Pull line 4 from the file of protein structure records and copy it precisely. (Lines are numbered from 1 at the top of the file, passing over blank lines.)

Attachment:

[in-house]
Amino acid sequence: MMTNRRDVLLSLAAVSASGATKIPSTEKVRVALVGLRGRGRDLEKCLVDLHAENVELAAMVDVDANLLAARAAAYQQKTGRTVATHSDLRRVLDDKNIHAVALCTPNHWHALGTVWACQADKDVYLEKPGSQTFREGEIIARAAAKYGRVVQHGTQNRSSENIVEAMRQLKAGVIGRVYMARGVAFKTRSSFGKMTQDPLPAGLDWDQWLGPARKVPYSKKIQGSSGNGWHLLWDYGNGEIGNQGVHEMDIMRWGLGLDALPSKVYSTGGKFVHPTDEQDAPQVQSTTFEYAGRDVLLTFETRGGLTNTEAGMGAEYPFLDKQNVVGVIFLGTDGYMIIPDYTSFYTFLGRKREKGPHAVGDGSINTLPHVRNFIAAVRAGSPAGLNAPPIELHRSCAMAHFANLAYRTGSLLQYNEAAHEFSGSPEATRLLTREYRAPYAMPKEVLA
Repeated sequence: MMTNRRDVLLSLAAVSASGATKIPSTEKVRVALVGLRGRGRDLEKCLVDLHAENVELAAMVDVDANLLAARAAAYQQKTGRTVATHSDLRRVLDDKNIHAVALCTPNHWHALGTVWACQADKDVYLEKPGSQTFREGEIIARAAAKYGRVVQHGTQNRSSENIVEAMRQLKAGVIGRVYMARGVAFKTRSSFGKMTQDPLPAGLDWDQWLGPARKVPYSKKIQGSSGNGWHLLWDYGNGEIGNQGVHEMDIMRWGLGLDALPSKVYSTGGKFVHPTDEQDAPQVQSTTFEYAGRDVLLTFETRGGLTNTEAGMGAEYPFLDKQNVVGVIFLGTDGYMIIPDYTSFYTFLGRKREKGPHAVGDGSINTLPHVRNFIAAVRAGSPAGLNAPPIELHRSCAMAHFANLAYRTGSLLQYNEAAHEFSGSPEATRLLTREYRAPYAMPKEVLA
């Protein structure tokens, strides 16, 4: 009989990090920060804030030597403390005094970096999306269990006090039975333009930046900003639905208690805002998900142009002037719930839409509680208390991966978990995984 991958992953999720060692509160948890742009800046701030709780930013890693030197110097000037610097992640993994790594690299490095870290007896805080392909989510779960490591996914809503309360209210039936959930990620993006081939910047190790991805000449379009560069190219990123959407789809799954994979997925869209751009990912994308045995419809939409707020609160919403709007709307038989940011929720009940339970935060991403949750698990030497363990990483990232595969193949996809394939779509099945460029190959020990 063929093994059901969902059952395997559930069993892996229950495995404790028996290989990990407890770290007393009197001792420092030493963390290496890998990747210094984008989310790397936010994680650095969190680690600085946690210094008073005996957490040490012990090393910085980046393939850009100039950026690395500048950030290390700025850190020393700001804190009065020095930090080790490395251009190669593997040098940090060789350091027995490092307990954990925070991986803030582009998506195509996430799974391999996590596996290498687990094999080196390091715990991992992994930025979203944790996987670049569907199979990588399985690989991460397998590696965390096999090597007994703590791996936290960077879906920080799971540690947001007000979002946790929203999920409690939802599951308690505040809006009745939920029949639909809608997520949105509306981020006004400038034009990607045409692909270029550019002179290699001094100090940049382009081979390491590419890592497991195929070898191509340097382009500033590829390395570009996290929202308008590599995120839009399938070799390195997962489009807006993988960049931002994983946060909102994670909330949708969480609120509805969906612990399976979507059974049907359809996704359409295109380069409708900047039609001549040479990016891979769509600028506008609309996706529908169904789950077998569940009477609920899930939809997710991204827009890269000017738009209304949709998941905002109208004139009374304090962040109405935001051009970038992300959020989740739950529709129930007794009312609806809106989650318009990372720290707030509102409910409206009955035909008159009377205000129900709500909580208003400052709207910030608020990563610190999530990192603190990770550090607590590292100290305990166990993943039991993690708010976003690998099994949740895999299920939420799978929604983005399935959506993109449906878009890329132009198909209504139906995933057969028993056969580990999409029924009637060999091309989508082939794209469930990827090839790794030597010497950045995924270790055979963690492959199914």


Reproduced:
């Protein structure tokens, strides 16, 4: 009989990090920060804030030597403390005094970096999306269990006090039975333009930046900003639905208690805002998900142009002037719930839409509680208390991966978990995984 991958992953999720060692509160948890742009800046701030709780930013890693030197110097000037610097992640993994790594690299490095870290007896805080392909989510779960490591996914809503309360209210039936959930990620993006081939910047190790991805000449379009560069190219990123959407789809799954994979997925869209751009990912994308045995419809939409707020609160919403709007709307038989940011929720009940339970935060991403949750698990030497363990990483990232595969193949996809394939779509099945460029190959020990 063929093994059901969902059952395997559930069993892996229950495995404790028996290989990990407890770290007393009197001792420092030493963390290496890998990747210094984008989310790397936010994680650095969190680690600085946690210094008073005996957490040490012990090393910085980046393939850009100039950026690395500048950030290390700025850190020393700001804190009065020095930090080790490395251009190669593997040098940090060789350091027995490092307990954990925070991986803030582009998506195509996430799974391999996590596996290498687990094999080196390091715990991992992994930025979203944790996987670049569907199979990588399985690989991460397998590696965390096999090597007994703590791996936290960077879906920080799971540690947001007000979002946790929203999920409690939802599951308690505040809006009745939920029949639909809608997520949105509306981020006004400038034009990607045409692909270029550019002179290699001094100090940049382009081979390491590419890592497991195929070898191509340097382009500033590829390395570009996290929202308008590599995120839009399938070799390195997962489009807006993988960049931002994983946060909102994670909330949708969480609120509805969906612990399976979507059974049907359809996704359409295109380069409708900047039609001549040479990016891979769509600028506008609309996706529908169904789950077998569940009477609920899930939809997710991204827009890269000017738009209304949709998941905002109208004139009374304090962040109405935001051009970038992300959020989740739950529709129930007794009312609806809106989650318009990372720290707030509102409910409206009955035909008159009377205000129900709500909580208003400052709207910030608020990563610190999530990192603190990770550090607590590292100290305990166990993943039991993690708010976003690998099994949740895999299920939420799978929604983005399935959506993109449906878009890329132009198909209504139906995933057969028993056969580990999409029924009637060999091309989508082939794209469930990827090839790794030597010497950045995924270790055979963690492959199914």